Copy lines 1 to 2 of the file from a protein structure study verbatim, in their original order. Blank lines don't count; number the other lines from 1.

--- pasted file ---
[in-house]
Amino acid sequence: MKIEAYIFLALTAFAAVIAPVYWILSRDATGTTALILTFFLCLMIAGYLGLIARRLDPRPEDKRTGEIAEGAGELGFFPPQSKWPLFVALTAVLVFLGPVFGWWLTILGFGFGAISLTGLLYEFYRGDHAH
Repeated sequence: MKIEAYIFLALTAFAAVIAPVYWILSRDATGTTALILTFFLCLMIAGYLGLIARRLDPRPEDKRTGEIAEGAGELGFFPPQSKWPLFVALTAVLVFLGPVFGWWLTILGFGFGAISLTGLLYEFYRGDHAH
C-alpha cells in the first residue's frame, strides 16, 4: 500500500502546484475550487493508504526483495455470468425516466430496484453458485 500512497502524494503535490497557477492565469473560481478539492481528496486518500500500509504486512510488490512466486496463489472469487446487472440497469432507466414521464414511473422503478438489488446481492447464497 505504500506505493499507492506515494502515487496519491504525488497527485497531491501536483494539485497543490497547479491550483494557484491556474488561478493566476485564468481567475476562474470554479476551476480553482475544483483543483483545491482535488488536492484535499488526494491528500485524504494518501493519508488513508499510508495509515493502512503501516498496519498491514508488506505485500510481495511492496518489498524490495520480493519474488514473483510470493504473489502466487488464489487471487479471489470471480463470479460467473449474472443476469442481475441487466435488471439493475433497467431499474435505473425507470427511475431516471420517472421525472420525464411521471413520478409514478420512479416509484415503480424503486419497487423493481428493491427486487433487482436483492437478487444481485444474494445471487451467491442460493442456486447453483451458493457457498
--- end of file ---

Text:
[in-house]
Amino acid sequence: MKIEAYIFLALTAFAAVIAPVYWILSRDATGTTALILTFFLCLMIAGYLGLIARRLDPRPEDKRTGEIAEGAGELGFFPPQSKWPLFVALTAVLVFLGPVFGWWLTILGFGFGAISLTGLLYEFYRGDHAH